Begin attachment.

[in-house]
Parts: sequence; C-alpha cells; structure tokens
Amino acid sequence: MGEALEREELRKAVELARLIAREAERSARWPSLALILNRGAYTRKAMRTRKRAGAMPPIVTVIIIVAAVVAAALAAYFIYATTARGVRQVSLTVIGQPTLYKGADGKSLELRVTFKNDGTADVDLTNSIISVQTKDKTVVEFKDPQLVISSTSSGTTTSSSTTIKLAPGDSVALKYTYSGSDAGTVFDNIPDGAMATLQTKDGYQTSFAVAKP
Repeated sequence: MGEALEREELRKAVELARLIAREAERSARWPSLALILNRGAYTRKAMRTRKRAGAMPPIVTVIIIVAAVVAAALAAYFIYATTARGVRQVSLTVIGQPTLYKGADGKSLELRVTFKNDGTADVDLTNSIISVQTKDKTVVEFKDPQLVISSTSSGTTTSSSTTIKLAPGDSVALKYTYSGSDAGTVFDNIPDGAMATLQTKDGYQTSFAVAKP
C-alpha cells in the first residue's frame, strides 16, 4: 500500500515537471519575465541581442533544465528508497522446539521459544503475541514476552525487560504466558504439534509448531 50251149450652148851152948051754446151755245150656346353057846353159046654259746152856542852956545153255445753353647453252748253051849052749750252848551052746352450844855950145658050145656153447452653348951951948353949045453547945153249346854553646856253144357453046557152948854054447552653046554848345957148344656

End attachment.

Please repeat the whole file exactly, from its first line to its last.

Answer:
[in-house]
Parts: sequence; C-alpha cells; structure tokens
Amino acid sequence: MGEALEREELRKAVELARLIAREAERSARWPSLALILNRGAYTRKAMRTRKRAGAMPPIVTVIIIVAAVVAAALAAYFIYATTARGVRQVSLTVIGQPTLYKGADGKSLELRVTFKNDGTADVDLTNSIISVQTKDKTVVEFKDPQLVISSTSSGTTTSSSTTIKLAPGDSVALKYTYSGSDAGTVFDNIPDGAMATLQTKDGYQTSFAVAKP
Repeated sequence: MGEALEREELRKAVELARLIAREAERSARWPSLALILNRGAYTRKAMRTRKRAGAMPPIVTVIIIVAAVVAAALAAYFIYATTARGVRQVSLTVIGQPTLYKGADGKSLELRVTFKNDGTADVDLTNSIISVQTKDKTVVEFKDPQLVISSTSSGTTTSSSTTIKLAPGDSVALKYTYSGSDAGTVFDNIPDGAMATLQTKDGYQTSFAVAKP
C-alpha cells in the first residue's frame, strides 16, 4: 500500500515537471519575465541581442533544465528508497522446539521459544503475541514476552525487560504466558504439534509448531 50251149450652148851152948051754446151755245150656346353057846353159046654259746152856542852956545153255445753353647453252748253051849052749750252848551052746352450844855950145658050145656153447452653348951951948353949045453547945153249346854553646856253144357453046557152948854054447552653046554848345957148344656